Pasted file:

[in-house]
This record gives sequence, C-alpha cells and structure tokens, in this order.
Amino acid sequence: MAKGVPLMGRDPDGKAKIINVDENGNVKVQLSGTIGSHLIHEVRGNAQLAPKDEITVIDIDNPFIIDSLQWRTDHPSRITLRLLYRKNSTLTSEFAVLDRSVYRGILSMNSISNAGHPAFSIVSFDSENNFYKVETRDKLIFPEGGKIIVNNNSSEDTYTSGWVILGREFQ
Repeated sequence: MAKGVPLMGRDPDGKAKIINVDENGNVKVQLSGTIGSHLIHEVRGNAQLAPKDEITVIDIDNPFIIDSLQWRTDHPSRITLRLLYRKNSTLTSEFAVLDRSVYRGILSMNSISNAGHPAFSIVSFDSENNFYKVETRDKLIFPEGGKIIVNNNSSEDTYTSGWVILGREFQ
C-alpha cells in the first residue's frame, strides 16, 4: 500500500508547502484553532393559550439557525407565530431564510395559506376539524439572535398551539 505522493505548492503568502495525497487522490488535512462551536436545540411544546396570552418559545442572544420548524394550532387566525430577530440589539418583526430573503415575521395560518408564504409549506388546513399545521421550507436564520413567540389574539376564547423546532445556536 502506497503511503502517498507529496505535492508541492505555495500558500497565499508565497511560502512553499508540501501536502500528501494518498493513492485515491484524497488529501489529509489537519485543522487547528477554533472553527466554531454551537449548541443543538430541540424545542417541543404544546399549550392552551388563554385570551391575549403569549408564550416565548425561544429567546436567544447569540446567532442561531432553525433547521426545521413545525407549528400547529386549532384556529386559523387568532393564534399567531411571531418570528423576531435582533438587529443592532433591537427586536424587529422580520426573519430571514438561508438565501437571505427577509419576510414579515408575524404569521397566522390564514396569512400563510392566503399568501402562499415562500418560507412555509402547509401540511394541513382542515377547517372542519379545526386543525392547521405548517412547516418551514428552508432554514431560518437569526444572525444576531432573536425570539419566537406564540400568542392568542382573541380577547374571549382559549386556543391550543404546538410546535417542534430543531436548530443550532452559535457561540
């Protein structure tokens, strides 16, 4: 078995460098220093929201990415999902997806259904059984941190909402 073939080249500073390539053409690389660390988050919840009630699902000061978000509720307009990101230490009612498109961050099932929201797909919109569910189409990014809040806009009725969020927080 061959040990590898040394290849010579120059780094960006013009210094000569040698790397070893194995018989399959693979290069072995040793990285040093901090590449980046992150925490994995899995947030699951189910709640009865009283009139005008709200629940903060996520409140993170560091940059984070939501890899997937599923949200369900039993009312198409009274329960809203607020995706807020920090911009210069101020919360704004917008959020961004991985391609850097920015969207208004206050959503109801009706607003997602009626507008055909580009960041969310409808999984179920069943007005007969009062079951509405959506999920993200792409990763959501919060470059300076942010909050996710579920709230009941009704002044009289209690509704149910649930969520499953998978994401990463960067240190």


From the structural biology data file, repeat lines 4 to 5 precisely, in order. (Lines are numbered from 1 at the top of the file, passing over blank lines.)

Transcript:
Repeated sequence: MAKGVPLMGRDPDGKAKIINVDENGNVKVQLSGTIGSHLIHEVRGNAQLAPKDEITVIDIDNPFIIDSLQWRTDHPSRITLRLLYRKNSTLTSEFAVLDRSVYRGILSMNSISNAGHPAFSIVSFDSENNFYKVETRDKLIFPEGGKIIVNNNSSEDTYTSGWVILGREFQ
C-alpha cells in the first residue's frame, strides 16, 4: 500500500508547502484553532393559550439557525407565530431564510395559506376539524439572535398551539 505522493505548492503568502495525497487522490488535512462551536436545540411544546396570552418559545442572544420548524394550532387566525430577530440589539418583526430573503415575521395560518408564504409549506388546513399545521421550507436564520413567540389574539376564547423546532445556536 502506497503511503502517498507529496505535492508541492505555495500558500497565499508565497511560502512553499508540501501536502500528501494518498493513492485515491484524497488529501489529509489537519485543522487547528477554533472553527466554531454551537449548541443543538430541540424545542417541543404544546399549550392552551388563554385570551391575549403569549408564550416565548425561544429567546436567544447569540446567532442561531432553525433547521426545521413545525407549528400547529386549532384556529386559523387568532393564534399567531411571531418570528423576531435582533438587529443592532433591537427586536424587529422580520426573519430571514438561508438565501437571505427577509419576510414579515408575524404569521397566522390564514396569512400563510392566503399568501402562499415562500418560507412555509402547509401540511394541513382542515377547517372542519379545526386543525392547521405548517412547516418551514428552508432554514431560518437569526444572525444576531432573536425570539419566537406564540400568542392568542382573541380577547374571549382559549386556543391550543404546538410546535417542534430543531436548530443550532452559535457561540